Lawyer here. I echo the comments made by ahobz below. The sheer complexity of modern legislation coupled with the length of the judgments which are produced these days means that the law is inaccessible not only to many lawyers but to virtually all non lawyers. Sometimes solicitors come to me and ask me to draw pleadings. I have to work out whether their client has a cause of action at law. Sometimes it might take me days of research to offer a conclusion on just one specific point as to whether it is a goer or not. It is truly, truly laborious work and I cannot charge for all of it because that is not the market.

    Finally, it slightly irks me that there is this constant call to do pro bono work, which I do from time to time when i can, but the call for it is incessant from, it seems, everyone with a sinecure who doesn’t have to worry where their income in two or three months’ time is going to come from. People contact me directly also asking whether I will give up weeks of my time to work for them for free. I tell them that I have a mortgage just like them and ask whether they have made the same request of their plumber lately and if so, how did that go.

    Not all lawyers are rolling in cash.

    • eldl1989

      “Sometimes it might take me days of research to offer a conclusion on just one specific point as to whether a cause of action exists. It is truly, truly laborious work for which I work day and night, most weekends, and I cannot charge for much of it because that is not the market.” Don’t worry, just skimp on quality, bill those high-volume low-value files like churn, and you’ll be rolling in it from none-the-wiser clients in no time…

      And if you don’t like that state of affairs, simply await the robot legal assistants to leave you to get on with the decision-making!

  • Richard Young

    Do lawyers sweat?Obviously not due to the weather.Hard work?Not in Scotland,where a qtr of msp’s are from that profession.[Nicola Sturgeon et al ] Two part time jobs plus expenses needed to pay the bills I suppose.

    • eldl1989

      Ah, so you’ve lived a life in the day of a lawyer, or Sturgeon for that matter?

      I’ve got a few questions for you if you have a moment?

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  • David Risbridger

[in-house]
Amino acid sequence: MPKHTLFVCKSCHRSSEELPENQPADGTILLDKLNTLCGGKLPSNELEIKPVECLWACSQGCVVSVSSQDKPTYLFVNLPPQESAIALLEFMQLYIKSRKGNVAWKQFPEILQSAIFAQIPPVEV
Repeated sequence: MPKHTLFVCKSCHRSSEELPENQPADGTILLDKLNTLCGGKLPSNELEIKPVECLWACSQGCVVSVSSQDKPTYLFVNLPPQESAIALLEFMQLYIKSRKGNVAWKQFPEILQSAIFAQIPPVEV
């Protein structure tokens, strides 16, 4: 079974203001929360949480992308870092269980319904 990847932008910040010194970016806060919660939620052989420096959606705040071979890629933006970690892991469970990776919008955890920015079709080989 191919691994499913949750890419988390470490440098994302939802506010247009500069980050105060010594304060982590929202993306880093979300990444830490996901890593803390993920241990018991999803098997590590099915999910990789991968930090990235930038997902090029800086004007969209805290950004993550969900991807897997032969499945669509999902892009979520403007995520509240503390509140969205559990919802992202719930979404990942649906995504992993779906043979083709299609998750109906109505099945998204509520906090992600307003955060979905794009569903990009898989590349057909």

No one with any sense disputes the need for reform of the middle ground and indeed much has been done in the small claims County Court field to enable cheap access to justice with little or no costs risks. Bringing a small claim in the County Court and being heard by a District Judge generally works well. Try it next time you have a faulty car and a garage that will not help.
    In the space above that but below where I as a City Lawyer work we have an enormous gap where many small business and some not so small frankly cannot afford lawyers. Some specific industries have addressed this, the construction industry has its own form of statutory backed adjudication which has generally worked well enabling disputes to be determined in 4 to 6 weeks often by a non lawyer. Both sides get a fair hearing and in general costs are much less than the equivalent court process. Yes the justice can be rough and ready at times but the industry accepts this on the basis the alternative took way longer and cost way more. Better to be able to afford a Ford that gets you around than looking at a Rolls that is perfect but simply unattainable for most.
    The top end of the profession is different. It is a massive revenue generator for the UK and where we are seen as world class and a real leader. I would urge Gove to balance the need to reform the middle without damaging the top. We as lawyers are going to have to accept that alternative approaches similar to the construction industry adjudication scheme mentioned above are going to become more common.

  • Garnet Thesiger

    How about solicitors having access to some of the work currently undertaken by barristers – opening up the market a little?